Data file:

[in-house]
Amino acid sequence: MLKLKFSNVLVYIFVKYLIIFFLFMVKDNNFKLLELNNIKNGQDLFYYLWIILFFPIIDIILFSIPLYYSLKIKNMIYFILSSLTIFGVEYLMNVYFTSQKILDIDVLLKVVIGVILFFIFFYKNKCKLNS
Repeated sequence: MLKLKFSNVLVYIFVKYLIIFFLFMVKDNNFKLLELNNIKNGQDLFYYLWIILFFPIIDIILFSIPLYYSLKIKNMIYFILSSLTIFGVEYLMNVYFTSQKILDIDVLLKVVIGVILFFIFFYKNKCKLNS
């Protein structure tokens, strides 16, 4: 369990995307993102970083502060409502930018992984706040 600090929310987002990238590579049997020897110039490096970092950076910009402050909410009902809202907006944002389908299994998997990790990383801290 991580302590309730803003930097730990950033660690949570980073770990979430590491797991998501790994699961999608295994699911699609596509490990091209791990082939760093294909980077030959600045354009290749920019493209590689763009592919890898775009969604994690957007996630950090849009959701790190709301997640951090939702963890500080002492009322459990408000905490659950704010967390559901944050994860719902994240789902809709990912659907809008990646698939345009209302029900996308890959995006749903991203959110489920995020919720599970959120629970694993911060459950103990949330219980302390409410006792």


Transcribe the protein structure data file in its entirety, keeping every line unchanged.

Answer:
[in-house]
Amino acid sequence: MLKLKFSNVLVYIFVKYLIIFFLFMVKDNNFKLLELNNIKNGQDLFYYLWIILFFPIIDIILFSIPLYYSLKIKNMIYFILSSLTIFGVEYLMNVYFTSQKILDIDVLLKVVIGVILFFIFFYKNKCKLNS
Repeated sequence: MLKLKFSNVLVYIFVKYLIIFFLFMVKDNNFKLLELNNIKNGQDLFYYLWIILFFPIIDIILFSIPLYYSLKIKNMIYFILSSLTIFGVEYLMNVYFTSQKILDIDVLLKVVIGVILFFIFFYKNKCKLNS
């Protein structure tokens, strides 16, 4: 369990995307993102970083502060409502930018992984706040 600090929310987002990238590579049997020897110039490096970092950076910009402050909410009902809202907006944002389908299994998997990790990383801290 991580302590309730803003930097730990950033660690949570980073770990979430590491797991998501790994699961999608295994699911699609596509490990091209791990082939760093294909980077030959600045354009290749920019493209590689763009592919890898775009969604994690957007996630950090849009959701790190709301997640951090939702963890500080002492009322459990408000905490659950704010967390559901944050994860719902994240789902809709990912659907809008990646698939345009209302029900996308890959995006749903991203959110489920995020919720599970959120629970694993911060459950103990949330219980302390409410006792």